Jury Acquits Truck Driver of All Charges in Crash That Left 7 Bikers Dead

By McKenna Oxenden and Eduardo Medina


Published Aug. 9, 2022Updated Aug. 10, 2022, 10:03 a.m. ET

A jury in New Hampshire on Tuesday acquitted a commercial truck driver of all charges in connection with a 2019 crash on a rural highway that killed seven members of a motorcycle club and shocked the state.

After an emotional 12-day trial, the truck driver, Volodymyr Zhukovskyy, 26, of West Springfield, Mass., was acquitted of seven counts of manslaughter, seven counts of negligent homicide and one count of reckless conduct. He had been driving a 2016 Dodge 2500 pickup truck that collided with an oncoming procession of motorcyclists who were members of a club of ex-Marines on June 21, 2019, in Randolph, N.H. Mr. Zhukovskyy took heavy breaths as he waited for the jury to read the verdict in Coos County Superior Court in Lancaster. When the verdicts were read, he looked up, pointed at the sky and wept, taking off his glasses to wipe his tears.


Jay Duguay, a public defender who represented Mr. Zhukovskyy, declined to comment on the verdict. But Robin Melone, the president of the New Hampshire Association of Criminal Defense Lawyers, said in a statement that the case had been “tried in the press from day one,” and that prosecutors had “hoped to ride that vitriol to a guilty verdict. Instead, the jury listened to the evidence, thought critically, and did its job.”


The New Hampshire attorney general, John M. Formella, said he believed that Mr. Zhukovskyy should have been found guilty and praised prosecutors for how they had laid out the case.


“Our hearts go out to the victims and their families,” Mr. Formella said in a statement. “We thank the court and the jurors for their service, and while we are extremely disappointed, we respect the verdict and our system of justice.”


In closing arguments on Tuesday, lawyers on both sides offered differing views of who had been responsible for the deaths of seven people who had been riding their motorcycles on Route 2, about 100 miles northeast of Concord. Some were en route to a charity event in Gorham when a flash of collisions sent riders hurtling to the road in a scene that witnesses described as bloody and chaotic.

Mr. Duguay argued in his summation that Albert Mazza Jr., the president of the Jarheads Motorcycle Club who was killed in the collision, had caused the crash because he had been “driving his motorcycle while drunk, wasn’t looking where he was going, lost control of his bike and just slid into the oncoming truck.”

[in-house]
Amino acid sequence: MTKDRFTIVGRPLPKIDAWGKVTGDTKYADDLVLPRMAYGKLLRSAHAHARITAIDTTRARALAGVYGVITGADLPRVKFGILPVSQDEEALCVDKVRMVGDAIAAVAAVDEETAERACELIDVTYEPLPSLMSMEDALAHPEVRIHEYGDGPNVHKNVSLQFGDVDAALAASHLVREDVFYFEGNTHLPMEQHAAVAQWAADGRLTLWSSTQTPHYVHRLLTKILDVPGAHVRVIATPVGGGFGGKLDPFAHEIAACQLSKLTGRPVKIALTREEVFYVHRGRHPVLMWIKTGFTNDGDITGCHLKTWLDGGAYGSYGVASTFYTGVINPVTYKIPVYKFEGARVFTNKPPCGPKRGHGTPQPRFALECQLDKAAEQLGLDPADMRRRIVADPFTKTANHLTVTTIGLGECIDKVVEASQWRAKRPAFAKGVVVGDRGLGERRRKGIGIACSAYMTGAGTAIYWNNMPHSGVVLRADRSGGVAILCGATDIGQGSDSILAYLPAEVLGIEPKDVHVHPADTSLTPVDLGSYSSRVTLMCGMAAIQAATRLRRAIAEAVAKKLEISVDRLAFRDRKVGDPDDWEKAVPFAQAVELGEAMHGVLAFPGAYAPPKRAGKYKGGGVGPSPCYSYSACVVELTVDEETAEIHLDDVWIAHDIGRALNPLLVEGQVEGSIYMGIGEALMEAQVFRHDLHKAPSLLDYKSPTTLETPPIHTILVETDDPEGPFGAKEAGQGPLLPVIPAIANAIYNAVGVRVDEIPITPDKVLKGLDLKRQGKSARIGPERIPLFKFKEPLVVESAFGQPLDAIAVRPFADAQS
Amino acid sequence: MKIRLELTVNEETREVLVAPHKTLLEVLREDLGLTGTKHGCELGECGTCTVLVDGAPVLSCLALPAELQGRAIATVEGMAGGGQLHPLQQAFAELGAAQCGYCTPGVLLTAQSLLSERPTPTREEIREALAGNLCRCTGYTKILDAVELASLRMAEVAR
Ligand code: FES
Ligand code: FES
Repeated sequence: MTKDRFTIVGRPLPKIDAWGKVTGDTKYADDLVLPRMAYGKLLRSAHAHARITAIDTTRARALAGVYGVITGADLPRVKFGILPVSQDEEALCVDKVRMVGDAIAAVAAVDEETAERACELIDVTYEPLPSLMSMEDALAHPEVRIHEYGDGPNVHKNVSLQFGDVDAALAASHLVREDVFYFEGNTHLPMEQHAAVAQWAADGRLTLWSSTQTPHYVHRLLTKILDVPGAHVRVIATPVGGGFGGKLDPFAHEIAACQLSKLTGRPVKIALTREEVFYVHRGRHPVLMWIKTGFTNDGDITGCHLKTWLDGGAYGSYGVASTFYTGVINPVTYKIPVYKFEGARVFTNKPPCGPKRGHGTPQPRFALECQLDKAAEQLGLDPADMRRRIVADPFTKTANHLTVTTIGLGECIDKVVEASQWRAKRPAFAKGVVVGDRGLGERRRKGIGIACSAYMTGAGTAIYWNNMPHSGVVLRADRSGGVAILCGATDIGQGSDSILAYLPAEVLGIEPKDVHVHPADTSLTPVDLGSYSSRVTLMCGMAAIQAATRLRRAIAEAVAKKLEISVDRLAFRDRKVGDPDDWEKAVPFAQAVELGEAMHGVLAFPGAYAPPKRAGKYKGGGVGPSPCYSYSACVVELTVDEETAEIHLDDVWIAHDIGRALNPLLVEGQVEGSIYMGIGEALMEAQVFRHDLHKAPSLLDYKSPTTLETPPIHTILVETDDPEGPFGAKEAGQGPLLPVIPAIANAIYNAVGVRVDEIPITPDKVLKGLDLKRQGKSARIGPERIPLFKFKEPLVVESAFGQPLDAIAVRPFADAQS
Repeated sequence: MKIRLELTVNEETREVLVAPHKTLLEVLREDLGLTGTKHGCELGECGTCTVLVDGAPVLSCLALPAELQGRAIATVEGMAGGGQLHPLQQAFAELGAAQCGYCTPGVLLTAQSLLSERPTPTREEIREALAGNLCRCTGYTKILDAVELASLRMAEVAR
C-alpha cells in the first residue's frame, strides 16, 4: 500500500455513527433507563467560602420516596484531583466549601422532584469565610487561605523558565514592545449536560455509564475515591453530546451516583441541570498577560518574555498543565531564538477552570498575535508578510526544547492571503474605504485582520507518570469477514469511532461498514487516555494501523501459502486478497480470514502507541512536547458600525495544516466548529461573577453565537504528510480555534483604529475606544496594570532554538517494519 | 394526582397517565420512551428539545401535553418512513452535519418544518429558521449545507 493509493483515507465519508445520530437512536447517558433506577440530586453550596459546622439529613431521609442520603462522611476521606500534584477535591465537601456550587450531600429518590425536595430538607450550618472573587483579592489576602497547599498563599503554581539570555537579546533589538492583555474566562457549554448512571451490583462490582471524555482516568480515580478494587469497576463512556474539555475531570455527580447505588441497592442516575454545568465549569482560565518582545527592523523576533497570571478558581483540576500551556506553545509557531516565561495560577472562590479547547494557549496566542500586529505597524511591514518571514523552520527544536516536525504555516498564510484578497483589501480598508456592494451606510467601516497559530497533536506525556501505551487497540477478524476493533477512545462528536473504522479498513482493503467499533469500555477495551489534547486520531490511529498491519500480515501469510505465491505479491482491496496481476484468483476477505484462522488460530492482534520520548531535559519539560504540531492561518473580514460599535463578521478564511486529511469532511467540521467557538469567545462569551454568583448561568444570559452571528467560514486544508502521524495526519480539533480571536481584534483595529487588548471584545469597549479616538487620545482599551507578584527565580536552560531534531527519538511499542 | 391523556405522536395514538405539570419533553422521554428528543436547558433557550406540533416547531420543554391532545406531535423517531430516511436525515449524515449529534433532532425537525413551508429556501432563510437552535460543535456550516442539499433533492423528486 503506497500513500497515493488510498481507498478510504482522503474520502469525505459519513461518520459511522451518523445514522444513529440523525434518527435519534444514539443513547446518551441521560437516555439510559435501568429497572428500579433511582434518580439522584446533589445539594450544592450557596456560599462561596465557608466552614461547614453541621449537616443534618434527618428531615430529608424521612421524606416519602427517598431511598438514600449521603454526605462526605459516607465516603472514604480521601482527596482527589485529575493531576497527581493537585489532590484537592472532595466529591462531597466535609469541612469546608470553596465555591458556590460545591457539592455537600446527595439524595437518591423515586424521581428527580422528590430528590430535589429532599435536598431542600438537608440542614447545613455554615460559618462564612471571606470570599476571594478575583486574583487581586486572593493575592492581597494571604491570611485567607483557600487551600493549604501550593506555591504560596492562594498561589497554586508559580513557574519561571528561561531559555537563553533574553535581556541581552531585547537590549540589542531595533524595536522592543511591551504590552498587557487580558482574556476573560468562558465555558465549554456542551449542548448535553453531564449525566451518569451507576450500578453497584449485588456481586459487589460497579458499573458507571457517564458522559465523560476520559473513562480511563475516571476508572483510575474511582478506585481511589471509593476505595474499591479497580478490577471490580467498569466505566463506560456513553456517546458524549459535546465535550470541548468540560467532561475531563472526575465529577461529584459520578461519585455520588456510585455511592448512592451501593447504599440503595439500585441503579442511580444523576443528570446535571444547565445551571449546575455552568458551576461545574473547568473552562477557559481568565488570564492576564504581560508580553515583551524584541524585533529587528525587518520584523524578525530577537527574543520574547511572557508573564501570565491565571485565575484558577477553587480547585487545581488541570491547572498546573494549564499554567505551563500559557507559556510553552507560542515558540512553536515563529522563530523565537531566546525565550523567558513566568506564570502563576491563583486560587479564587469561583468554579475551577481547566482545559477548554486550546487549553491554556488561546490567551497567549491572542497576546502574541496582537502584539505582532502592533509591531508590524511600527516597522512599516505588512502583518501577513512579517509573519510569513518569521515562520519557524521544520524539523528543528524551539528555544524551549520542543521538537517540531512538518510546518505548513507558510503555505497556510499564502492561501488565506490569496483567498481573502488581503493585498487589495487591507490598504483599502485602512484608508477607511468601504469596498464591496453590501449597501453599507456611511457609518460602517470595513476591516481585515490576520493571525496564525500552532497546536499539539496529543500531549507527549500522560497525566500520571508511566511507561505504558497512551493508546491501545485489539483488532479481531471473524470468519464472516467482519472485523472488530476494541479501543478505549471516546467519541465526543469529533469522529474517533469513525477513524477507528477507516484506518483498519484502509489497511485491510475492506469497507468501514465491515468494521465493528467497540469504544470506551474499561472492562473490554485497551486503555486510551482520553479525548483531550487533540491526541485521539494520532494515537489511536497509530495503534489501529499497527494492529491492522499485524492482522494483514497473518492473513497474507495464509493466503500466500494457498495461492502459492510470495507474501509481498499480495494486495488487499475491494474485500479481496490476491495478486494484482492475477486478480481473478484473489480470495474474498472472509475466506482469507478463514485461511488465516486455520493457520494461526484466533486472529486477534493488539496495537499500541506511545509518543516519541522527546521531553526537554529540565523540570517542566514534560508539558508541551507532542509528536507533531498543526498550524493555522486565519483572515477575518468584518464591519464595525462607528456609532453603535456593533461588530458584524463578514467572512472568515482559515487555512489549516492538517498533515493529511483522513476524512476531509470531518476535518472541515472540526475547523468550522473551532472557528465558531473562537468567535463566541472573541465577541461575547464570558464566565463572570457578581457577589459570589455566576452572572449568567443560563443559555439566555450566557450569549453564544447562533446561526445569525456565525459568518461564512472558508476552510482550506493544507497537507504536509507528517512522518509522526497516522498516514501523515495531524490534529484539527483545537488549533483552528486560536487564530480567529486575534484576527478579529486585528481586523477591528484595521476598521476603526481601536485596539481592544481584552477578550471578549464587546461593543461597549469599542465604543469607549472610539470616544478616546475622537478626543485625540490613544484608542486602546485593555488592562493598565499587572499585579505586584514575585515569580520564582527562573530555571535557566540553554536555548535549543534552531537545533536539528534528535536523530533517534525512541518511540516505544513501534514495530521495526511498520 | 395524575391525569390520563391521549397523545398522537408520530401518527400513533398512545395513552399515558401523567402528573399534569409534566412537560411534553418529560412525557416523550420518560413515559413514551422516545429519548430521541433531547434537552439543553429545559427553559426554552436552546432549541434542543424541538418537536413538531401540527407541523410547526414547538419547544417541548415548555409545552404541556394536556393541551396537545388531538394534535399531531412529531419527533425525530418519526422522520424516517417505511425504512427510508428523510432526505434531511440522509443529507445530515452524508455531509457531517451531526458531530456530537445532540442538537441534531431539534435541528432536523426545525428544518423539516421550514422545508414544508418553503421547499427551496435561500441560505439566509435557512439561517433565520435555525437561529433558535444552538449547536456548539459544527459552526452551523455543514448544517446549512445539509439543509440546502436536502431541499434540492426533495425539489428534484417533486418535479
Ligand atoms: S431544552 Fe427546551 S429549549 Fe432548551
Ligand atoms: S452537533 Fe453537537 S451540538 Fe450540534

Mr. Duguay also said that prosecution witnesses had offered conflicting accounts of what transpired before the crash: One witness testified that she had seen Mr. Zhukovskyy’s truck swerve in the lanes, while another said that he had not. Witnesses, Mr. Duguay said, had shared “completely different irreconcilable recollections.”

Prosecutors, however, said that while Mr. Mazza’s impairment was a “poor choice,” it ultimately had nothing to do with the crash.

“Not one person saw Mazza impaired or driving off the road,” Scott D. Chase, a New Hampshire assistant attorney general, said during closing arguments. “But every person on that road saw the defendant all over it.”

A report from the National Transportation Safety Board released in December 2020 found that on the day of the crash, Mr. Zhukovskyy had been “impaired by several drugs,” including heroin, fentanyl and cocaine. He was working for Westfield Transport, a trucking company, at the time and was driving to Albany, N.Y., and Gorham, according to court records.

Mr. Zhukovskyy also had a suspended license in Connecticut, which should have led the Registry of Motor Vehicles in Massachusetts to revoke his license, the report said. But because of failings in the notification process for out-of-state driver’s licenses, as reported by The Boston Globe in a 2020 investigative series, the alert never went through, the report said. The N.T.S.B. also found that the “probable cause” of the crash was Mr. Zhukovskyy “crossing the centerline and encroaching into the oncoming lane of travel, which occurred because of his impairment from use of multiple drugs.”

Last week, Judge Peter H. Bornstein of Superior Court dismissed eight charges that were related to Mr. Zhukovskyy’s drug and alcohol intake at the time of the crash, saying in court that “there is simply insufficient evidence from which a jury can find beyond a reasonable doubt that the defendant was impaired to a degree.”

Several witnesses offered grueling testimony during the trial, describing in detail their fellow riders’ final moments. Photos from the scene showed motorcycles strewn across the roadway and nearby grassy field, missing wheels and various parts.

The victims were from New Hampshire, Rhode Island and Massachusetts and ranged in age from 42 to 62. All but one had served as Marines.

One witness, Valeria Ribiera, said that she did not know if Mr. Mazza was drunk at the time, and that he had been “driving straight until he was exploded.”

Michael McEachern, who survived the crash, testified that he had seen “a big blue-black truck just plowing through motorcycles like a bowling ball.” Another witness, Dana Thompson, said he saw someone pinned beneath the trailer that Mr. Zhukovskyy’s truck had been towing. “When I got to him,” Mr. Thompson said, “he was already gone.” In a statement on Twitter, Gov. Chris Sununu of New Hampshire, a Republican, called the verdict an “absolute tragedy.”

“I share in the shock, outrage, and anger that so many have expressed in the three years since the seven members of the Jarheads Motorcycle Club were taken from us,” he said. “My heart goes out to their families, friends, and loved ones on this especially dark day.”


This article originally appeared on New York Times


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